Manitoba apologizes to 'lost boys'
The Manitoba government has issued an apology to the so-called "lost boys," a number of men who suffered emotional abuse as juveniles at a government-run group home in the 1970s and '80s.
"The emotional harm done to some residents of the group home must be recognized and we agree with the conclusion the province must offer a process for healing that will address their individual needs," Family Services Minister Gord Mackintosh said in a statement released on Thursday.
"On behalf of the Province of Manitoba, an apology is extended to those harmed by their residency at the Cathedral Valley Group Home."
The home, which operated between 1971 and 1983 in Grandview, Man., housed many boys considered to be delinquents. Others were placed there by parents or child-welfare authorities.
The apology from Mackintosh came on the same day the province released a report into the home's operations by former provincial ombudsman Barry Tuckett.
A review by Tuckett determined some youths who attended the group home were emotionally harmed by the strict militaristic "one-size-fits-all" operation style of the facility.
Discipline at the was at times excessive but some people did benefit from the environment and there was no systematic abuse or exploitation, Tuckett's report stated.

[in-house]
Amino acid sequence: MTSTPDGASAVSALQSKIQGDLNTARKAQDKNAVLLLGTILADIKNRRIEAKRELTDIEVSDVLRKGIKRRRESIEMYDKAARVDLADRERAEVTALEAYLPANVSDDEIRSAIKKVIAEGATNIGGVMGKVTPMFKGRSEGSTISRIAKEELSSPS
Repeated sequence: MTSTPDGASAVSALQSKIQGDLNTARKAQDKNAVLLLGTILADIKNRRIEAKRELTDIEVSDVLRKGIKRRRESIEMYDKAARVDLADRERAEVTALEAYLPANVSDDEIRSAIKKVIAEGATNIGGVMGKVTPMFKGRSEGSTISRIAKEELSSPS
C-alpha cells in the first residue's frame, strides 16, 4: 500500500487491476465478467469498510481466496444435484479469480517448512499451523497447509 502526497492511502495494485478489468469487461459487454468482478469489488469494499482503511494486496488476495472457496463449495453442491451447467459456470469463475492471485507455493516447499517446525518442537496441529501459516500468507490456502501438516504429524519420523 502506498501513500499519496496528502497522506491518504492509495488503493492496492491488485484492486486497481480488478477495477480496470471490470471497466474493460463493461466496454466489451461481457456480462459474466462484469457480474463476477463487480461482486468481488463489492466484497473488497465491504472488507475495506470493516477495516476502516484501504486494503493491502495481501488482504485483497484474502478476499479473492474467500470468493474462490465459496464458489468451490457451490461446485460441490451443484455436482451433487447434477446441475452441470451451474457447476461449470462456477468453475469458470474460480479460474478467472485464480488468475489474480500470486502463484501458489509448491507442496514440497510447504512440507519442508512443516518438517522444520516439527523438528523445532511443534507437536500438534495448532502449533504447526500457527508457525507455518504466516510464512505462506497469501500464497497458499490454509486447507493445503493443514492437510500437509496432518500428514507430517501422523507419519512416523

The government commissioned the review after a former group home resident, Sam McGillivray, camped out on the grounds of the legislature in June 2008 to protest his treatment, which he said included being beaten and being forced to work long hours as a farm labourer.
The report was based on a review of 21 resident files, interviews with nine former residents, 15 teachers and 28 former probation officers, as well as neighbours, community members and child-welfare workers.
In his statement on Thursday, Mackintosh said the province will adopt the report's recommendations, including setting up healing plans for at least a half dozen of the former residents.
The home's former residents will be offered counselling, but no compensation, Mackintosh said, adding that former residents will be notified of the healing plans by letter.
Grandview is about 370 kilometres northwest of Winnipeg.